Who’s Stopping Us
There’s a scene in here that feels almost like a lo-fi version of the go-fast boat to Cuba in Miami Vice, two characters acting on an urge to kayak briefly across to Portugal. Though they have to return sooner rather than later, that spirit of freedom within certain limits feels so resonant with the experience of teenagehood, of all these characters moving in and out of focus as Trueba’s style shifts in response. Talking heads, voiceover, extensive hangout scenes, all of them feel integrated yet disruptive, a steady stream of insights and bullshitting that doesn’t aim to necessarily take any of the events (fiction or non-fiction) at face value. It is about the experience, the cross-section of life and vitality that gets at so much more.
Tree of Knowledge
The key moment early on (among many) is the journey of the dissected fox, first seen in long shot as the children, quiet and respectful for once, gather around the table in a circle. Gore is liberally shown but never gleefully, and the emphasis remains on the children, who have a certain awe at seeing this mini-spectacle. Two of the boys then take it, attempt to scare girls with it — only succeeding with the outcast Mona — then take it home to attempt to recreate the experience themselves. If Tree of Knowledge is as much a film about education as it is about the cruelty of children, this moment demonstrates it most clearly: a startlingly visceral punctum that breaches the bawdiness of its society that leads them to want to imitate their future selves. Unfortunately, some futures are more grown-up than others, and therein lies the essential, awful problem.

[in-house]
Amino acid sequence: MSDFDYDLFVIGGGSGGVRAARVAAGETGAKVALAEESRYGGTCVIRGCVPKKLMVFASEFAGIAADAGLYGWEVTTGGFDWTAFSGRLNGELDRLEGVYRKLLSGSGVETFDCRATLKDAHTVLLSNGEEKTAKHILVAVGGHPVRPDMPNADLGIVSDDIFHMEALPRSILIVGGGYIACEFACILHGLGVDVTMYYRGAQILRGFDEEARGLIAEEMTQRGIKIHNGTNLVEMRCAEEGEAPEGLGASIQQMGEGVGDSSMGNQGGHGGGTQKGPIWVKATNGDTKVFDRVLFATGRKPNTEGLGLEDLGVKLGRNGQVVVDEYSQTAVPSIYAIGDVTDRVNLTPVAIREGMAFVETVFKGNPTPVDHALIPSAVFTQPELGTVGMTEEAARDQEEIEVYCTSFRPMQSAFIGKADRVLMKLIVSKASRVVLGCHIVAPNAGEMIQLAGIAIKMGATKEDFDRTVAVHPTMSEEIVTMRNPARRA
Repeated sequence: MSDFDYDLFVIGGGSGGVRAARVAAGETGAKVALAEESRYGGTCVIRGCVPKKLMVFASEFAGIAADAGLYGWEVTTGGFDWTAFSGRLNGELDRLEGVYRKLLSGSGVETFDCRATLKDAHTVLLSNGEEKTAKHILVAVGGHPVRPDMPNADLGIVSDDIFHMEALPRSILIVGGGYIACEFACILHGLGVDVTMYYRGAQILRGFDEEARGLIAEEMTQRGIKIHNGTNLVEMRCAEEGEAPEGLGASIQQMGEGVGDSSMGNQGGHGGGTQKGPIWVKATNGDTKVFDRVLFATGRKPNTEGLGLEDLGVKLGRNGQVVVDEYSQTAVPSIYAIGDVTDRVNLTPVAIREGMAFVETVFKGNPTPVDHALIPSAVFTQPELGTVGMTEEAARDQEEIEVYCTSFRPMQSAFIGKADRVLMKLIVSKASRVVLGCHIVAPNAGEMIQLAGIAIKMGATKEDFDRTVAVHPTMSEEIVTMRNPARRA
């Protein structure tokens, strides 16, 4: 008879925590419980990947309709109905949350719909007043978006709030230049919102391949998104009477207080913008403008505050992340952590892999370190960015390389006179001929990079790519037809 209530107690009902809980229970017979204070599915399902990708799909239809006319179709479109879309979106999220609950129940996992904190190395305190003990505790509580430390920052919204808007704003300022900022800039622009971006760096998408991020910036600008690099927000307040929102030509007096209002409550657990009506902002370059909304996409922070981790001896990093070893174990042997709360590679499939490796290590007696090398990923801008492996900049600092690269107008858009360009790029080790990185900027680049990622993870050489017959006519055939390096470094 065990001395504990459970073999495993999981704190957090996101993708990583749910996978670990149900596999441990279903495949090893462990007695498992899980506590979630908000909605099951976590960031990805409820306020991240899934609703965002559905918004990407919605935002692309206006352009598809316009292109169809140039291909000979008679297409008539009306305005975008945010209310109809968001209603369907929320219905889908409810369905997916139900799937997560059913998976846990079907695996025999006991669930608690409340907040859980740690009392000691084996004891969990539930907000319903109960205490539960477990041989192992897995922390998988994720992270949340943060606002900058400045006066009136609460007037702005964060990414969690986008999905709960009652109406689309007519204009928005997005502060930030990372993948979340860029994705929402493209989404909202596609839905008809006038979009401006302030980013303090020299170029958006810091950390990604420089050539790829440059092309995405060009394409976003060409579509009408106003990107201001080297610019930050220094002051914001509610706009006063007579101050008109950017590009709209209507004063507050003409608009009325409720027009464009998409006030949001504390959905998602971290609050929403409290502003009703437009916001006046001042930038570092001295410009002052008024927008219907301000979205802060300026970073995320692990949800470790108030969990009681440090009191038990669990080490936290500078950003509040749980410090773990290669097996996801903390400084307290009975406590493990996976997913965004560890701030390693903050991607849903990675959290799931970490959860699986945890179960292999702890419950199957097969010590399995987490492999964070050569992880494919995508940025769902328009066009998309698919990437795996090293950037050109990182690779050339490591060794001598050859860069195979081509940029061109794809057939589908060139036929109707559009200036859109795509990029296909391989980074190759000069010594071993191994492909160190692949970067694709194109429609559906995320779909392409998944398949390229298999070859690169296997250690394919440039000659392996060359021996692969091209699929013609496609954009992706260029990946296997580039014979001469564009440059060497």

The Gospel According to St. Matthew
Everything comes forth from Pasolini’s early decision to convey the Sermon on the Mount in a seemingly endless series of forward tracking shots, framing Jesus the Anointed in front of a boundless and blank sky. It gets to the heart of what makes the New Testament such an oddly difficult collection of books to adapt to a different medium, even the nigh-universally known gospel. Pasolini’s great genius was to lean into that almost anecdotal quality, the procession of incident and teaching that the Book of Matthew provides, in doing so emphasizing the inherent integrity and value of each moment. The words spoken in each sentence of the Sermon function both in tandem and separately, and by placing them in formal conversation, by having them spoken directly to the viewer, their power is interpreted and conveyed with a stark impact.